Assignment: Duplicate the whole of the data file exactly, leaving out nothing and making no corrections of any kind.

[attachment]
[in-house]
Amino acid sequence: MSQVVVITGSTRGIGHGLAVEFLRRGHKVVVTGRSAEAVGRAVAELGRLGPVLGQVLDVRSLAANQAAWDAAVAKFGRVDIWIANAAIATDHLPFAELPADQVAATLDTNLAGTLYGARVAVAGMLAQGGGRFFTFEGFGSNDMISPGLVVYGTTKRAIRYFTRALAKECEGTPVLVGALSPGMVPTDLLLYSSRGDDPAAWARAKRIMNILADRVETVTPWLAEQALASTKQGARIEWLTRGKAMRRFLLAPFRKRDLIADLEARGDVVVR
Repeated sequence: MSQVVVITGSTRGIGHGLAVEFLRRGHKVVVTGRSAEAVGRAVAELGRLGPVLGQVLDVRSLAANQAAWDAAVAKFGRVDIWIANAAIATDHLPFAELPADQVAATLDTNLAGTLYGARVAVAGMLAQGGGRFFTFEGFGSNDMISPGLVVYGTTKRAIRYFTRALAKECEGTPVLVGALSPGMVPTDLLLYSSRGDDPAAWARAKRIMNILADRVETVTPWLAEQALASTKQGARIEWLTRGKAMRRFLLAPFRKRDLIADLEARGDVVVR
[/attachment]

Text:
[in-house]
Amino acid sequence: MSQVVVITGSTRGIGHGLAVEFLRRGHKVVVTGRSAEAVGRAVAELGRLGPVLGQVLDVRSLAANQAAWDAAVAKFGRVDIWIANAAIATDHLPFAELPADQVAATLDTNLAGTLYGARVAVAGMLAQGGGRFFTFEGFGSNDMISPGLVVYGTTKRAIRYFTRALAKECEGTPVLVGALSPGMVPTDLLLYSSRGDDPAAWARAKRIMNILADRVETVTPWLAEQALASTKQGARIEWLTRGKAMRRFLLAPFRKRDLIADLEARGDVVVR
Repeated sequence: MSQVVVITGSTRGIGHGLAVEFLRRGHKVVVTGRSAEAVGRAVAELGRLGPVLGQVLDVRSLAANQAAWDAAVAKFGRVDIWIANAAIATDHLPFAELPADQVAATLDTNLAGTLYGARVAVAGMLAQGGGRFFTFEGFGSNDMISPGLVVYGTTKRAIRYFTRALAKECEGTPVLVGALSPGMVPTDLLLYSSRGDDPAAWARAKRIMNILADRVETVTPWLAEQALASTKQGARIEWLTRGKAMRRFLLAPFRKRDLIADLEARGDVVVR